The city is situated along a gulf of the same name in the Aegean, with the island of Güvercin Ada connected to the mainland by a narrow passage on one end, and the mountain of Kese Dağı behind.
It is located 95 km (59 mi) south of İzmir, the area's metropolitan centre, and 71 km (44 mi) from the provincial seat of Aydın. Its neighbours are Selçuk from north, Germencik from north-east and Söke from east and south.
Kuşadası has a residential population of 64,359, which can rise to over half a million in the summer as a result of the large resort filling with tourists. This also includes the hotel and bar staff, construction workers, and drivers who are required to work in/for the restaurants and other services accommodating these visitors. In addition to tourists from overseas, there is also a significant community of foreigners residing in the area.
The name comes from 'kuş' (bird) and 'ada' (island), as the island has the shape of a bird's head (as seen from the sea). It was known as Ephesus Neopolis, in Greek (Ἔφεσος Νεόπολις), during the Byzantine era, and later as Scala Nova or Thataub under the Genovese and Venetians. Kuş Adası was adopted in its place at the beginning of the 20th century. Today, citizens of Kuşadası often shorten the name to Ada.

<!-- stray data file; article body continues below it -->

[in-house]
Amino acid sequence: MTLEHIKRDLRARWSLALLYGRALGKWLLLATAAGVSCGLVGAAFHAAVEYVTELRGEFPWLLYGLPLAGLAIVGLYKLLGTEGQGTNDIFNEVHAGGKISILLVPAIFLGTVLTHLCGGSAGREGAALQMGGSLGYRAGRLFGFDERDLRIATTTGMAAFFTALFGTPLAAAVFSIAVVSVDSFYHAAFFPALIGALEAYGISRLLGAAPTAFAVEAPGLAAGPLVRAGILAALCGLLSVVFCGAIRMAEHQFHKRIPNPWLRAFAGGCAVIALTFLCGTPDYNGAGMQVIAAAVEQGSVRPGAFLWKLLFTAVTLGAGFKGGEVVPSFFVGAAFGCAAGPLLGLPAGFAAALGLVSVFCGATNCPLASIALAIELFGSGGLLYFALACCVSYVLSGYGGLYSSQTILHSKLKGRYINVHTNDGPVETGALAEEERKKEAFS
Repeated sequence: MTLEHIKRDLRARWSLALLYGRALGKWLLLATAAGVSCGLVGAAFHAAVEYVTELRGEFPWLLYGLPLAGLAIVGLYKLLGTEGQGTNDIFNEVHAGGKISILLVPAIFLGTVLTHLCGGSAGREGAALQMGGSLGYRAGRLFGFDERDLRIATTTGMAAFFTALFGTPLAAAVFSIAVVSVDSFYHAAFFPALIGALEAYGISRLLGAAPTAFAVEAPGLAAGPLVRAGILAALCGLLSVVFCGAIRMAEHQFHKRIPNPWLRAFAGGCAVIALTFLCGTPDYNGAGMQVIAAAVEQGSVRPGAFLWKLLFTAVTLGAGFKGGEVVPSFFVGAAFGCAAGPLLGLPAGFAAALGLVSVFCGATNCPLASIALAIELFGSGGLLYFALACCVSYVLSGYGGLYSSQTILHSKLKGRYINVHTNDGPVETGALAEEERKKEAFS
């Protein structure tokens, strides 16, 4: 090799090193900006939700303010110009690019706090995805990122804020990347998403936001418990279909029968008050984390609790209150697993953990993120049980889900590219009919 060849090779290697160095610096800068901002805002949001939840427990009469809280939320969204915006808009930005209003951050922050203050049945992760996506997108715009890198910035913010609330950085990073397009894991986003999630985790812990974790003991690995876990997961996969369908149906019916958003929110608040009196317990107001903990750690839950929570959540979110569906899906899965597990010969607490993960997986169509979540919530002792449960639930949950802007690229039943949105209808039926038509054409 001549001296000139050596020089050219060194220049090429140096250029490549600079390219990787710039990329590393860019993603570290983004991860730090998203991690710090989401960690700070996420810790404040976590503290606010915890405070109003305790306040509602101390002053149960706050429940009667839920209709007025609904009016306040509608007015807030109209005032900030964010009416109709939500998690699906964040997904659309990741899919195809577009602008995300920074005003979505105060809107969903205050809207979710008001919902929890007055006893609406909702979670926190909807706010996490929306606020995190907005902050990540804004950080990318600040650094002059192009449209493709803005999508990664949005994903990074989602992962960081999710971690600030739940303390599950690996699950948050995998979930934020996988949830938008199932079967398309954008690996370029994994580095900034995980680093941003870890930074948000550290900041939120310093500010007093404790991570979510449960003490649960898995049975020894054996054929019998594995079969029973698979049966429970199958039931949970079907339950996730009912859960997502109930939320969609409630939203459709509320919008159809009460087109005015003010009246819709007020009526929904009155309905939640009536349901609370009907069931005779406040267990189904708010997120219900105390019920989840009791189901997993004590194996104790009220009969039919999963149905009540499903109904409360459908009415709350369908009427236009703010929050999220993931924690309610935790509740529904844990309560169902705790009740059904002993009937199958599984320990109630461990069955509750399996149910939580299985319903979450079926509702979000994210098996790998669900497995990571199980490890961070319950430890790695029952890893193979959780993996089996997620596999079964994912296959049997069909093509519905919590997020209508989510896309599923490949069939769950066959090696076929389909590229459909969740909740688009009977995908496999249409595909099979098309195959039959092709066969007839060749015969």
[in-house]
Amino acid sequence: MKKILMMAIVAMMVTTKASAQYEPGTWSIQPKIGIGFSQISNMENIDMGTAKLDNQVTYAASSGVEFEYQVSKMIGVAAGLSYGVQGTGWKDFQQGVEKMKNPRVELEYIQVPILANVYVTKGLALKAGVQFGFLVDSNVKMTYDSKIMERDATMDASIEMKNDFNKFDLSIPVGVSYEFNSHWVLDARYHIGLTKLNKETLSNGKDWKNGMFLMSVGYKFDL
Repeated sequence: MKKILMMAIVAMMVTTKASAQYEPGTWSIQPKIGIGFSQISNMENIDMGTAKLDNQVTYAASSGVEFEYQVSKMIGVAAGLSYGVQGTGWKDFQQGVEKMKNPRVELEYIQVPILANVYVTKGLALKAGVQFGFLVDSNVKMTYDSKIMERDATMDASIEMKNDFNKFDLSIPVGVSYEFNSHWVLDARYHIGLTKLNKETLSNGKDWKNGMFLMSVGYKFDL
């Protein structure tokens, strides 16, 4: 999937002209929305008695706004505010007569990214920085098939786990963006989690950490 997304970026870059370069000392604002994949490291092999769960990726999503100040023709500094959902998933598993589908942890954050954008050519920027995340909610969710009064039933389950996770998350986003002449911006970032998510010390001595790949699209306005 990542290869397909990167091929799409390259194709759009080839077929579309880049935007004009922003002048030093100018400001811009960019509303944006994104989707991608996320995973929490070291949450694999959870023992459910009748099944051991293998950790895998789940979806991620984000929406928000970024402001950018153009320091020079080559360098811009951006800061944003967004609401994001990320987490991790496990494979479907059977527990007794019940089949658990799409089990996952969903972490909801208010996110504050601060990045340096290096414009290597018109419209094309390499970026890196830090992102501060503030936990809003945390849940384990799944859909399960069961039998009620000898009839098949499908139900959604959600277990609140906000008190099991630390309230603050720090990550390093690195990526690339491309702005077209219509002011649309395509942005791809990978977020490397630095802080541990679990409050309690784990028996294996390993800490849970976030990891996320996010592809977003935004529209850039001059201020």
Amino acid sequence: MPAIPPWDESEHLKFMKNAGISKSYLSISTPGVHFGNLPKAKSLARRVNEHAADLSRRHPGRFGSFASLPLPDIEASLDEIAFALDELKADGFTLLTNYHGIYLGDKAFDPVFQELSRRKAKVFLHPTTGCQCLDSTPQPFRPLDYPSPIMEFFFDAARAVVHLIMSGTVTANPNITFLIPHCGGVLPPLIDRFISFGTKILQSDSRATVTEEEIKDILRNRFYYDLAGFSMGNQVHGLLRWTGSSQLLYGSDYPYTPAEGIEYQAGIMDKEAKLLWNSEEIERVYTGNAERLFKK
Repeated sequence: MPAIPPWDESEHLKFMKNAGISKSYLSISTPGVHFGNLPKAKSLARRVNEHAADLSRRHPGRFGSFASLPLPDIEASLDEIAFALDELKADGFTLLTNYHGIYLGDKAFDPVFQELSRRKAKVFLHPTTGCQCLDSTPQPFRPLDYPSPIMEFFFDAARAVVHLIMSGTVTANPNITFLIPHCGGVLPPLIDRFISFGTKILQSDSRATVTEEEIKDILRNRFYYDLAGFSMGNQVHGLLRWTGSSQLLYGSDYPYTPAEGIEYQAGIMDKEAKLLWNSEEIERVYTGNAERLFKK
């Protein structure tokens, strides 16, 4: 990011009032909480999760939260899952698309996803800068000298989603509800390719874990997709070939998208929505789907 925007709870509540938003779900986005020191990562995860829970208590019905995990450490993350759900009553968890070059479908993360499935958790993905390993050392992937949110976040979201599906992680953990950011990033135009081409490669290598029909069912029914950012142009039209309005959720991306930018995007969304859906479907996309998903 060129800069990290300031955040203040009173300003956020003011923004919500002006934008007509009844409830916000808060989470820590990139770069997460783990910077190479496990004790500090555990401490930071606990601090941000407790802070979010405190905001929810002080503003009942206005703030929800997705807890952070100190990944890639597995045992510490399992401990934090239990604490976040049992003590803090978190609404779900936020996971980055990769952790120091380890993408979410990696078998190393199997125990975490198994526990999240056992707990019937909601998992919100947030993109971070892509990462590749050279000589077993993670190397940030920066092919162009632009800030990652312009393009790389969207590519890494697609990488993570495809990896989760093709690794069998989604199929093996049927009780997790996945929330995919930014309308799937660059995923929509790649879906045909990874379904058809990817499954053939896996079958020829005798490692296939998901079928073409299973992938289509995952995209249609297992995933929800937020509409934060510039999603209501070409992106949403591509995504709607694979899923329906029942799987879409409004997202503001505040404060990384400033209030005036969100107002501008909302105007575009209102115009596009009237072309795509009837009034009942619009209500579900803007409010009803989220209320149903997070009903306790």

The area has been a centre of art and culture since some of the earliest recorded history, and has been settled by many civilizations since being founded by the Leleges people in 3000 BC. Later settlers include the Aeolians in the 11th century BC and Ionians in the 9th. Originally, seamen and traders built a number of settlements along the coastline, including Neopolis.
An outpost of Ephesus in ancient Ionia, known as Pygela (Πύγελα), the area between the Büyük Menderes (Maeander) and Gediz (Hermos) rivers, the original Neopolis, is thought to have been founded on the nearby point of Yılancı Burnu. Later settlements were probably built on the hillside of Pilavtepe, in the district called Andızkulesi today. Kuşadası was a minor port frequented by vessels trading along the Aegean coast. In antiquity it was overshadowed by Ephesus, until Ephesus' harbor silted up. From the 7th century BC onwards the coast was ruled by Lydians from their capital at Sardis, then from 546 BC the Persians, and from 334 BC, along with all of Anatolia, the coast was conquered by Alexander the Great. From that point on the coastal cities in Anatolia became a centre of Hellenistic culture.